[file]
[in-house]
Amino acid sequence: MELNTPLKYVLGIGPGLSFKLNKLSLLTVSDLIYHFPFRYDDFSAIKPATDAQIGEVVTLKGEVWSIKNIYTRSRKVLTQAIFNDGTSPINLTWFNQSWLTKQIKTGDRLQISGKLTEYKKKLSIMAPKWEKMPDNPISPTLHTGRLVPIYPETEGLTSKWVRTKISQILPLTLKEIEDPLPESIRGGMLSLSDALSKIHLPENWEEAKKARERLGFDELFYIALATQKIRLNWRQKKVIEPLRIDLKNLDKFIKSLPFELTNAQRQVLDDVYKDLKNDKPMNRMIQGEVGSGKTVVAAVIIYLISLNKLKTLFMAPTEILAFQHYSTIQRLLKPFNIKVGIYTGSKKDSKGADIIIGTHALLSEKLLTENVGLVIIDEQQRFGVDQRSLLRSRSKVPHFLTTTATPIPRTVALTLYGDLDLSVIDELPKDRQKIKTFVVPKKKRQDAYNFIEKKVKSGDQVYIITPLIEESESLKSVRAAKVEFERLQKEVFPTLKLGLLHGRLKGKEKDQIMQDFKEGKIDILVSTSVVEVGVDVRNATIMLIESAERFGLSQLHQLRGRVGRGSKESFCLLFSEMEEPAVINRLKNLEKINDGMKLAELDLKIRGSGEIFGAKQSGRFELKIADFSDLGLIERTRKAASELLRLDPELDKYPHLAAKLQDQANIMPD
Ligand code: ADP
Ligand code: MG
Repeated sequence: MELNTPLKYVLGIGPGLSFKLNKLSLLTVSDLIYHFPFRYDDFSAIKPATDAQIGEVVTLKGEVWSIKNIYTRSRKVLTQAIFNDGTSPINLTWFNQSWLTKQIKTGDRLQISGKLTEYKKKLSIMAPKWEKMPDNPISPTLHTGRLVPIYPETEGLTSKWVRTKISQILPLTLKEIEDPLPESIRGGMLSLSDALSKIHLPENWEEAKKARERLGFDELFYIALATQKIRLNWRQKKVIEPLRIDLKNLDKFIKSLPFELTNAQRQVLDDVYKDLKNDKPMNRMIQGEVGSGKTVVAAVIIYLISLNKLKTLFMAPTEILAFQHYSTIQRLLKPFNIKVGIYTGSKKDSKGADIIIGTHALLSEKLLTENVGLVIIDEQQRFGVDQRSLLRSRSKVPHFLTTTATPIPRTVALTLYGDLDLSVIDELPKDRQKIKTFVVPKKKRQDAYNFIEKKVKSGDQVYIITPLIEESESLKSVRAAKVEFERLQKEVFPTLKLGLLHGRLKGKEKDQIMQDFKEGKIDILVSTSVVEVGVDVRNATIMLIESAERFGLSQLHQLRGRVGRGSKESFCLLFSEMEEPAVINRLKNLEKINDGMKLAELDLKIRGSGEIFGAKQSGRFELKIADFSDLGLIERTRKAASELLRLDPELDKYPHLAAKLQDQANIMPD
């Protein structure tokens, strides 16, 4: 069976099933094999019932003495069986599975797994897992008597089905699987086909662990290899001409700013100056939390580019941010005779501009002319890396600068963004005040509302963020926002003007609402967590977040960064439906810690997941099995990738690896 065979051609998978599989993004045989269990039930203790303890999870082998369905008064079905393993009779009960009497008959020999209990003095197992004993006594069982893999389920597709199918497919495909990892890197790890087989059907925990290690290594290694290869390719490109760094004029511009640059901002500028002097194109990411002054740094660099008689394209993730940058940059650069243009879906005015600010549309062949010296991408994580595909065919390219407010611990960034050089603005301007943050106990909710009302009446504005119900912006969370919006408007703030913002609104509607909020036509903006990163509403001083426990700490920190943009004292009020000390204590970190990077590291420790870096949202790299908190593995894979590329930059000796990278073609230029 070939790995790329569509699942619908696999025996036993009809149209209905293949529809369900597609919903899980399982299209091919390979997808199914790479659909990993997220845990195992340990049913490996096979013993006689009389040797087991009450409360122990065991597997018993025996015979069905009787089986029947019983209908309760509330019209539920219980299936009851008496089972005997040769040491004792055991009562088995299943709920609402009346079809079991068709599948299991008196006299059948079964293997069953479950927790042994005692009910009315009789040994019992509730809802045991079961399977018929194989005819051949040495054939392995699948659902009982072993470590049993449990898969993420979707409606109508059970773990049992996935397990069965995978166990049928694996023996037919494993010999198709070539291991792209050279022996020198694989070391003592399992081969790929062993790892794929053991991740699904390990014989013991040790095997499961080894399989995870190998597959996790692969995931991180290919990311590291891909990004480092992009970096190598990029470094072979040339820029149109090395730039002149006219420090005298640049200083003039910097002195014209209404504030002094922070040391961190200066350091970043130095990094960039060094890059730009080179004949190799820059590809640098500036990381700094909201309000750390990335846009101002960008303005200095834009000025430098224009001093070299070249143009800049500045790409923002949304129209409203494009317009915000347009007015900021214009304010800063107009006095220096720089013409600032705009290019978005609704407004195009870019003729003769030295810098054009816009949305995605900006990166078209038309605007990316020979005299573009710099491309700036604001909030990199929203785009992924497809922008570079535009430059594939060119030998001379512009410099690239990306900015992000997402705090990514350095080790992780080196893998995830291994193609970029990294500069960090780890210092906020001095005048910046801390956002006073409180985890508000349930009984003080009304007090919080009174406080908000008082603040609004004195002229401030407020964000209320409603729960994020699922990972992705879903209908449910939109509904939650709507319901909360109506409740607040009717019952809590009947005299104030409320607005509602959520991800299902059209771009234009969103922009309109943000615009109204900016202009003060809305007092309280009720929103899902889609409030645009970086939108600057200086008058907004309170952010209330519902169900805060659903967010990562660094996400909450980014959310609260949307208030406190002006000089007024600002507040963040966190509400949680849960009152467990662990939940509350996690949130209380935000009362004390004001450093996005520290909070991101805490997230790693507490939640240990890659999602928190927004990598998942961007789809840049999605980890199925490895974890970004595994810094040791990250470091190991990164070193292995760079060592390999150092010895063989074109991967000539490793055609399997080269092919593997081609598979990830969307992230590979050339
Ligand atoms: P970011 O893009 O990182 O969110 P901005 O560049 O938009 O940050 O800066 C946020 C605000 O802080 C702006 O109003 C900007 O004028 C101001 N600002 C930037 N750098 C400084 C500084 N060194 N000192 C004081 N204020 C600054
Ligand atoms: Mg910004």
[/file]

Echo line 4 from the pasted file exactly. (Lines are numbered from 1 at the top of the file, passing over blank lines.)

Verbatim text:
Ligand code: MG